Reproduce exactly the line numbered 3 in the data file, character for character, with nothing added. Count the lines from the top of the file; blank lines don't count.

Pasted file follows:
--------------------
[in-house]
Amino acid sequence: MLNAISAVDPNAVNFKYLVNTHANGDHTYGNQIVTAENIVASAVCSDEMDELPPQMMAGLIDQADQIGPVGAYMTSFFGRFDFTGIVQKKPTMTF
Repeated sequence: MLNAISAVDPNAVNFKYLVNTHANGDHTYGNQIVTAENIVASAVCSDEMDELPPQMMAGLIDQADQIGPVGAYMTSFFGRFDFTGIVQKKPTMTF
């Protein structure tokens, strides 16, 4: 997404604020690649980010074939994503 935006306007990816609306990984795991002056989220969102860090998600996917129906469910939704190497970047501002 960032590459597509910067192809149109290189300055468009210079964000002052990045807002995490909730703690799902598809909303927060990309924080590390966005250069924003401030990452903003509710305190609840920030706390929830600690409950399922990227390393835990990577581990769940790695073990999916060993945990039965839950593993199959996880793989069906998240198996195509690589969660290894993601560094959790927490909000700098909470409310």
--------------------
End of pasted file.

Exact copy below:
Repeated sequence: MLNAISAVDPNAVNFKYLVNTHANGDHTYGNQIVTAENIVASAVCSDEMDELPPQMMAGLIDQADQIGPVGAYMTSFFGRFDFTGIVQKKPTMTF